A tarnished metal vase with an engraving started a search into what, if anything this object in the Perkins Archives had to do with the schools' history. The engraving which read, “presented by the Children’s Hospital to Jennie M. Colby in grateful recognition of her loving and devoted service for twenty years to a host of little paralyzed children 1914” led me to the extraordinary story of Jennie M. Colby, student, volunteer, founding member of the Alumni Association, and pioneer in therapeutic gymnastics and massage treatment for children and babies.
Jennie Colby was born around 1859 in Saybrook, Connecticut. She spent time at New Haven Hospital where she received treatment for what was called a "hereditary cataract.” At the hospital, she became desirous of a nursing career and was eventually allowed to assist the nursing staff. On her last operation, it is said that Colby opted out of taking ether to be fully aware of the procedure. Colby remembered seeing the face of the nurse in attendance after that operation clearly, but after a few days complications left her with what is described as “very defective sight.” She lost her corrected vision and her dream of becoming a nurse. This devastating moment in her life is one that is repeatedly used to characterize her character and strength in remembrances.
In 1879 Colby came to Perkins to “help develop her sense of touch and learn to conserve the limited sight remaining to her.” She was 20. Her arrival coincided with Emily Poulsson, a teacher who had recently lost her sight. The two of them had already become fast friends at the hospital in New Haven. Their arrival and time at Perkins were fondly remembered by students and faculty. Remembrances include the formation of a secret club known as the I.S.M. Society, and ensuring all girls had costumes for a “character party.” Characters included Old Mother Hubbard, the Gipsy from Il Trovatore, and a group of dancing ghosts. Despite the fun, Colby had to earn a living while going to school. Her summer vacations were spent working and she graduated in 1883, after only three years at Perkins, eager to join the workforce.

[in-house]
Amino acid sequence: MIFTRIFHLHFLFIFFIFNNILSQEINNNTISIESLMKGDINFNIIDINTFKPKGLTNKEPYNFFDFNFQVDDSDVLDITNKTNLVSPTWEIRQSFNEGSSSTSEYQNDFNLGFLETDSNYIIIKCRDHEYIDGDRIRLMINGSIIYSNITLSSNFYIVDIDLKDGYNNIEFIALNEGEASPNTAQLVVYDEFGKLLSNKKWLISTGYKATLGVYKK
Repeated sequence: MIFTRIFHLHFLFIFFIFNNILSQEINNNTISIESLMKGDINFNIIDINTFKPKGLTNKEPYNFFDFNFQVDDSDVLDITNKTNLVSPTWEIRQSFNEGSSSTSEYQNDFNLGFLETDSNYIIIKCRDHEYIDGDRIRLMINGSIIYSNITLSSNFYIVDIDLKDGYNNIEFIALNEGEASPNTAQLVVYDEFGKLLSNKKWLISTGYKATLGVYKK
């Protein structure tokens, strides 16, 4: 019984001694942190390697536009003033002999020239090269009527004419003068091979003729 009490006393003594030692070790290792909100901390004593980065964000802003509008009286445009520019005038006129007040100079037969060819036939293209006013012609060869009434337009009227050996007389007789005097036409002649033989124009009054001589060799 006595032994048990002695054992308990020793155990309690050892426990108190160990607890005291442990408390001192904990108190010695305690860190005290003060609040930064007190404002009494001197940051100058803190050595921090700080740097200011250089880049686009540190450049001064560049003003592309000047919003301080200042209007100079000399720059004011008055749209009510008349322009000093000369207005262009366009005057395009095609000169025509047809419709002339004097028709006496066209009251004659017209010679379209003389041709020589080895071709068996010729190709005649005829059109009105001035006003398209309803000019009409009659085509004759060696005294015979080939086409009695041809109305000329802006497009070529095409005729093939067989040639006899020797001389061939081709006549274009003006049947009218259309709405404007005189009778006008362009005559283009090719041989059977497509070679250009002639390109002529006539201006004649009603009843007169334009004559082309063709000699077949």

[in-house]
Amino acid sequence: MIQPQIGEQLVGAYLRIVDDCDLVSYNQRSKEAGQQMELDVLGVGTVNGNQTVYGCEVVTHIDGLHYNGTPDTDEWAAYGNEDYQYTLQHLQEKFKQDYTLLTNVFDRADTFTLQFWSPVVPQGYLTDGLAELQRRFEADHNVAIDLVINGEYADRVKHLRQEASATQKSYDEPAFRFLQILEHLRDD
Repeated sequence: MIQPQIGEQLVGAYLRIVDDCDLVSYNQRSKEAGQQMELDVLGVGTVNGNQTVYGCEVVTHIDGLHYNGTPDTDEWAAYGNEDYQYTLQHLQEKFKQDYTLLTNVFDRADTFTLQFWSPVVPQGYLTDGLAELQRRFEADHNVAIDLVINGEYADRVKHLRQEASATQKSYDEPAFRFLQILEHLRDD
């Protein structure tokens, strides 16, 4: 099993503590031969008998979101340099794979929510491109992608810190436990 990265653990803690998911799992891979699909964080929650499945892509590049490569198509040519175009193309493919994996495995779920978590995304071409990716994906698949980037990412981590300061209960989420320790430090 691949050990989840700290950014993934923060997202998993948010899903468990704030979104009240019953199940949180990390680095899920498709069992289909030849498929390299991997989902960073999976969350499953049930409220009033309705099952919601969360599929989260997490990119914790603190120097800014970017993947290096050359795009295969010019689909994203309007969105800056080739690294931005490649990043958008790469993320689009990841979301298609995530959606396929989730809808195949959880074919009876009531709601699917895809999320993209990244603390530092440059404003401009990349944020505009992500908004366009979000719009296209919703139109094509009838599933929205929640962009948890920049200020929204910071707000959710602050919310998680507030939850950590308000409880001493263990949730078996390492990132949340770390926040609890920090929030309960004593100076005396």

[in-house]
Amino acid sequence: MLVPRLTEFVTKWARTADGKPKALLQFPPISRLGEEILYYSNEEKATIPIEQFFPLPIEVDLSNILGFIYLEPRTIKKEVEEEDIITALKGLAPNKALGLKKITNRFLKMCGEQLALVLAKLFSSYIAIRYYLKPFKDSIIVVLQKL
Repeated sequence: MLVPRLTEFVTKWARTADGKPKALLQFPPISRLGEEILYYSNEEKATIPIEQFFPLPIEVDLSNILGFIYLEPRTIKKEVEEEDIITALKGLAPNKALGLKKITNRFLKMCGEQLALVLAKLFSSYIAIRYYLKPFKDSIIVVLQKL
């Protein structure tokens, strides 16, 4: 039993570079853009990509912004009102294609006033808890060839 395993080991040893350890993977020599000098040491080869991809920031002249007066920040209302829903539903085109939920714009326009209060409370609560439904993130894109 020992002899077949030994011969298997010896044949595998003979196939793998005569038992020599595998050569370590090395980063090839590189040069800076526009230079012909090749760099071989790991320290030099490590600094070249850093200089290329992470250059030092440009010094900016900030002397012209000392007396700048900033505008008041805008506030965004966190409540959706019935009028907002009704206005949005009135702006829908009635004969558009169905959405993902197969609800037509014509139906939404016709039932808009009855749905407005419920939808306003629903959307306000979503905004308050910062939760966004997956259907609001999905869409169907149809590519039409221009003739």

Upon graduating, around the age of 24, Colby starts her own business. Her vocation became massage and therapeutic gymnastics. Two accounts exist of how she chose her profession, and likey both versions played a part. The first was by the suggestion of the New Haven Hospital staff who thought massage as a suitable alternative to nursing (massage was new at this time). The second involved a Perkins Staff member with a sprained ankle who was treated by a blind masseuse named Dr. Monroe. It was Monroe who first trained Colby. It is noted that while Munroe treated massage (or “Munroe treatment” as he called it) as a “cure-all.” Colby required a referral from a licensed physician only and took courses taught by recognized experts in the fields of massage and therapeutic exercise. This approach is attributed to her time in the New Haven Hospital and desire to be a nurse.
Colby eventually owns a gymnasium and school of massage, while also attending to her private practice. She is credited with being the “parent of hydrotherapeutics” in Boston. She is also credited with practicing massage and therapeutic exercise work with “psychological care,” essentially treating the whole person not just the affliction. She would go on to co-author Educational Gymnastic Play for Little Folks, published in 1906. Colby’s most noted contributions involve her work on cases of infantile paralysis.
Tarnished silver vase with lid and description that reads, “Presented by the Children’s Hospital to Jennie M. Colby in grateful recognition of her loving and devoted service for twenty years to a host of little paralyzed children 1914." A note that accompanied the letter states that the vase was loaned by Miss Jennie Colby for use in Founder’s Day exercises. It was later passed on to Miss Susan Mose for use on Anagnos Day.